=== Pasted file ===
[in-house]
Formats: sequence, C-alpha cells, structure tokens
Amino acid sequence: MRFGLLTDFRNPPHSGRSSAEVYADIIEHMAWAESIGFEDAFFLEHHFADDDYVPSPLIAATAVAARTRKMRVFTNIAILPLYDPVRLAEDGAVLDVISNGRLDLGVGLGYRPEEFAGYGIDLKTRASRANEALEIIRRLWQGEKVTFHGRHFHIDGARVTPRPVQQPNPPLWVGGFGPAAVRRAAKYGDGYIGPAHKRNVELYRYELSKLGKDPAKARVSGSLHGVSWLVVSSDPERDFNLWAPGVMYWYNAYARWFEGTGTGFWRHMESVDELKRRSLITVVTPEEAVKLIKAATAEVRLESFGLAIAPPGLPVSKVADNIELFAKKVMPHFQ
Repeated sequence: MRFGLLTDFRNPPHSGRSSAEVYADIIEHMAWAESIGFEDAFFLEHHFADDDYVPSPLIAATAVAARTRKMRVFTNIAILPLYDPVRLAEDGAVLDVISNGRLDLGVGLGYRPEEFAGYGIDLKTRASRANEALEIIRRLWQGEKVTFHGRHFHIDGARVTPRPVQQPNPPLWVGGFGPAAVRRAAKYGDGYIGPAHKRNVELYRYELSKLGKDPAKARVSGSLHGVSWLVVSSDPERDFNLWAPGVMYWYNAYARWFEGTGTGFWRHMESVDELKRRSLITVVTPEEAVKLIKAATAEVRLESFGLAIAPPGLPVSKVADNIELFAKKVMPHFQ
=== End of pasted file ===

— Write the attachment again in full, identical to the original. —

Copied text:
[in-house]
Formats: sequence, C-alpha cells, structure tokens
Amino acid sequence: MRFGLLTDFRNPPHSGRSSAEVYADIIEHMAWAESIGFEDAFFLEHHFADDDYVPSPLIAATAVAARTRKMRVFTNIAILPLYDPVRLAEDGAVLDVISNGRLDLGVGLGYRPEEFAGYGIDLKTRASRANEALEIIRRLWQGEKVTFHGRHFHIDGARVTPRPVQQPNPPLWVGGFGPAAVRRAAKYGDGYIGPAHKRNVELYRYELSKLGKDPAKARVSGSLHGVSWLVVSSDPERDFNLWAPGVMYWYNAYARWFEGTGTGFWRHMESVDELKRRSLITVVTPEEAVKLIKAATAEVRLESFGLAIAPPGLPVSKVADNIELFAKKVMPHFQ
Repeated sequence: MRFGLLTDFRNPPHSGRSSAEVYADIIEHMAWAESIGFEDAFFLEHHFADDDYVPSPLIAATAVAARTRKMRVFTNIAILPLYDPVRLAEDGAVLDVISNGRLDLGVGLGYRPEEFAGYGIDLKTRASRANEALEIIRRLWQGEKVTFHGRHFHIDGARVTPRPVQQPNPPLWVGGFGPAAVRRAAKYGDGYIGPAHKRNVELYRYELSKLGKDPAKARVSGSLHGVSWLVVSSDPERDFNLWAPGVMYWYNAYARWFEGTGTGFWRHMESVDELKRRSLITVVTPEEAVKLIKAATAEVRLESFGLAIAPPGLPVSKVADNIELFAKKVMPHFQ